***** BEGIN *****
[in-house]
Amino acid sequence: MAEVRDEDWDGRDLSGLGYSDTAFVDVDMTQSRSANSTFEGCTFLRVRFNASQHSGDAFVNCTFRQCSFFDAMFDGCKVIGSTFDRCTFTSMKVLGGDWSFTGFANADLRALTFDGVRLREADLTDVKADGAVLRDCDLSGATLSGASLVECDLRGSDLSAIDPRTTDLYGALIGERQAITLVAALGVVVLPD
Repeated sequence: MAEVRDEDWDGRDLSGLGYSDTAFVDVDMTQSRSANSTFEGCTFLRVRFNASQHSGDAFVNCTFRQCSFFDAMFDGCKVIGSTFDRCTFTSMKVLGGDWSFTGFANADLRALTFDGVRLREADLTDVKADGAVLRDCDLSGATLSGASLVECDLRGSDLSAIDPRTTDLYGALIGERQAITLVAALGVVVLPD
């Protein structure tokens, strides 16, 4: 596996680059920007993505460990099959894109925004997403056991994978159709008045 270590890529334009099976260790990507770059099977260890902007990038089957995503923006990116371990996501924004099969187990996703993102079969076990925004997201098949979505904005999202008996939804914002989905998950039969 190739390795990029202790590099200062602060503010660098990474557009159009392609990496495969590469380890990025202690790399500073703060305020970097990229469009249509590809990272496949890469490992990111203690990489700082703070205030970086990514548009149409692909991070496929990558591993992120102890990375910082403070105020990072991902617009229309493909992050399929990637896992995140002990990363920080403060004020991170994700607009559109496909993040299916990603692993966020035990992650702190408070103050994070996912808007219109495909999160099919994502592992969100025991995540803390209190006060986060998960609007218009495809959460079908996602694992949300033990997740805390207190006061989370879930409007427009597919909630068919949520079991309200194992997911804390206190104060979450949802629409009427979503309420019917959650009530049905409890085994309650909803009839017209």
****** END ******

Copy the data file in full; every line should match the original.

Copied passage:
[in-house]
Amino acid sequence: MAEVRDEDWDGRDLSGLGYSDTAFVDVDMTQSRSANSTFEGCTFLRVRFNASQHSGDAFVNCTFRQCSFFDAMFDGCKVIGSTFDRCTFTSMKVLGGDWSFTGFANADLRALTFDGVRLREADLTDVKADGAVLRDCDLSGATLSGASLVECDLRGSDLSAIDPRTTDLYGALIGERQAITLVAALGVVVLPD
Repeated sequence: MAEVRDEDWDGRDLSGLGYSDTAFVDVDMTQSRSANSTFEGCTFLRVRFNASQHSGDAFVNCTFRQCSFFDAMFDGCKVIGSTFDRCTFTSMKVLGGDWSFTGFANADLRALTFDGVRLREADLTDVKADGAVLRDCDLSGATLSGASLVECDLRGSDLSAIDPRTTDLYGALIGERQAITLVAALGVVVLPD
């Protein structure tokens, strides 16, 4: 596996680059920007993505460990099959894109925004997403056991994978159709008045 270590890529334009099976260790990507770059099977260890902007990038089957995503923006990116371990996501924004099969187990996703993102079969076990925004997201098949979505904005999202008996939804914002989905998950039969 190739390795990029202790590099200062602060503010660098990474557009159009392609990496495969590469380890990025202690790399500073703060305020970097990229469009249509590809990272496949890469490992990111203690990489700082703070205030970086990514548009149409692909991070496929990558591993992120102890990375910082403070105020990072991902617009229309493909992050399929990637896992995140002990990363920080403060004020991170994700607009559109496909993040299916990603692993966020035990992650702190408070103050994070996912808007219109495909999160099919994502592992969100025991995540803390209190006060986060998960609007218009495809959460079908996602694992949300033990997740805390207190006061989370879930409007427009597919909630068919949520079991309200194992997911804390206190104060979450949802629409009427979503309420019917959650009530049905409890085994309650909803009839017209």